Of course we actually can make water using one ordinary hydrogen atom and one deuterium atom. This is called semiheavy water. And here again, we don’t antisymmetrize the wavefunction. But it’s easy to tell the difference between semiheavy water and ordinary water, either by weighing it or noticing that it melts and boils at a lower temperature than ordinary water. So, I need to invent ‘pseudowater’ to make my question more interesting.

      Digressing somewhat: in the liquid state, molecules of water trade protons with each other quite often. So, liquid semiheavy water is not stable: it rapidly turns into a mixture of 25% ordinary water, 25% heavy water and 50% semiheavy water. The same thing would happen with pseudowater. This complicates my question a bit more than I want, which is why I spoke of ‘a molecule of pseudowater’ instead of a liter of pseudowater. But in a low-density gas, I think water molecules don’t trade their protons so quickly.

      Digressing further, I just discovered that rats can taste the difference between ordinary water and heavy water!

      I knew that large eukaryotic organisms (like people and rats) will die if all they drink is heavy water. But I hadn’t known that rats actually avoid the stuff:

      • Inglis J. Miller Jr. and Gregory Mooser, Taste responses to deuterium oxide, Physiology & Behavior 23 (1979), 69-74

      Abstract: Substitution of deuterium oxide (D2O) as the solvent in taste stimuli elicits neural responses which differ from ordinary water (H2O). Previous reports have shown that D2O is toxic to many animals and rats avoid drinking it when offered H2O simultaneously. In the current study, summated responses were recorded from the chorda tympani nerves of rats after NaCl, KCl, sucrose and quinine were applied to the tongue in solutions of either D2O or H2O. Both solvents were used as the adapting or rinse solution in separate series. On tongues adapted to H2, D2O elicited mean responses which were equivalent to 29% of the response to 0.1 M NaCl. The threshold concentration of D2O in H2O was between 25% and 50%. Solutes in D2O yielded responses which were greater than corresponding solutions of H2O when adapting rinse was H2O. Adaptation to D2O diminished the responses to D2O solutions of NaCl, KCl and sucrose but not quinine. This observation suggests that some portion of the augmented response to stimuli in D2O is due to the solvent itself. The taste of water has been examined by both electrophysiological methods and by behavior, but none of the mechanisms espoused for its effect seem adequate to explain the response to D2O. Water structure at the interface between molecular components of the cell membrane and the bulk phase of the surrounding medium is considered as a locus for disparity in the taste responses to D2O and H2O in the rat.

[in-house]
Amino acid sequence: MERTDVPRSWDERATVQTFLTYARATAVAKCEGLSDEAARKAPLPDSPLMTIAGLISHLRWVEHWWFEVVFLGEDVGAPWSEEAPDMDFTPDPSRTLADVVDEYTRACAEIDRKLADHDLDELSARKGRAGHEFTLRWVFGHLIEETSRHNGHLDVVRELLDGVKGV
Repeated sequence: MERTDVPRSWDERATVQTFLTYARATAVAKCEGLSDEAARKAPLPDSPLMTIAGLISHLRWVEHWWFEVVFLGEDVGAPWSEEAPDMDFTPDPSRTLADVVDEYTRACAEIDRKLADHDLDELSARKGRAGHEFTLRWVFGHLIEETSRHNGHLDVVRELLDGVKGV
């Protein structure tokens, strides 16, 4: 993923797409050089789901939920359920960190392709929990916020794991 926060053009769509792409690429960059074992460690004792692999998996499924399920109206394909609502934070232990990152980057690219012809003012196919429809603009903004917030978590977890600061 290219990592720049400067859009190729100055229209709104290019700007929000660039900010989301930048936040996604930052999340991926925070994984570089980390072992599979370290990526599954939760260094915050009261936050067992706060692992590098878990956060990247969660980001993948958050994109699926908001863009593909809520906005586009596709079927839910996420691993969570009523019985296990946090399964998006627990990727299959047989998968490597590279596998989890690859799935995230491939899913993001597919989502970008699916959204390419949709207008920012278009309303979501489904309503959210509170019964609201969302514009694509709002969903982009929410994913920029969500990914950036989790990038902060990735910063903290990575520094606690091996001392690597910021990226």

I don’t know if people can taste the difference between ordinary water and heavy water. I supposed I’d have heard it if they could. But maybe only special people, like trained wine tasters, can do it?

      Digressing still further, I got the following very interesting email a while ago, from somebody who’d been unable to find Greg Egan’s address:

      Dear Mr. Egan,

      I recently read, with pleasure, several of your books. I particularly enjoyed “Diaspora”. I also note that on your website you have the following erratum regarding the isotopically substituted biosphere on Swift:

      “The difficulties of either creating a biosphere, or modifying an existing one, to use heavy water are not addressed. Certainly, the chemistry of heavy water is sufficiently different from that of normal water that a complete substitution would be fatal to most organisms in Earth’s biosphere. Life based on heavy water might well be possible, but it would not be a simple matter to make the substitution.”

      As a protein NMR spectroscopist by trade, I deal with isotopically substituted organisms on a regular basis. It seems that single-celled microorganisms tolerate 100% heavy water substitution. However, to achieve near 100% substitution of protium with deuterium in all cellular metabolites and macromolecules, a perdeuterated carbon source is needed. For protein NMR sample preparations, it is routine to completely substitute at least one of major elements in the molecule (commonly N or C) with a heavier isotope 15N or 13C. This is done by producing proteins biosynthetically in E. coli cultures, grown in chemically defined media that contain isotopically substituted compounds: 99% – 15N ammonium salts as sole nitrogen source and 99% – 13C glucose as sole carbon source. Occasionally, 15N , 13C and 2H substituted samples are prepared (I’ve done this myself) by using 99.9% D2O as solvent for medium, and 13C,2H-glucose as a sole carbon source. E. coli grow slowly in D2O compared to H2O, but they do grow. I was told that ~98% of 1H is substituted with 2H in samples produced this way.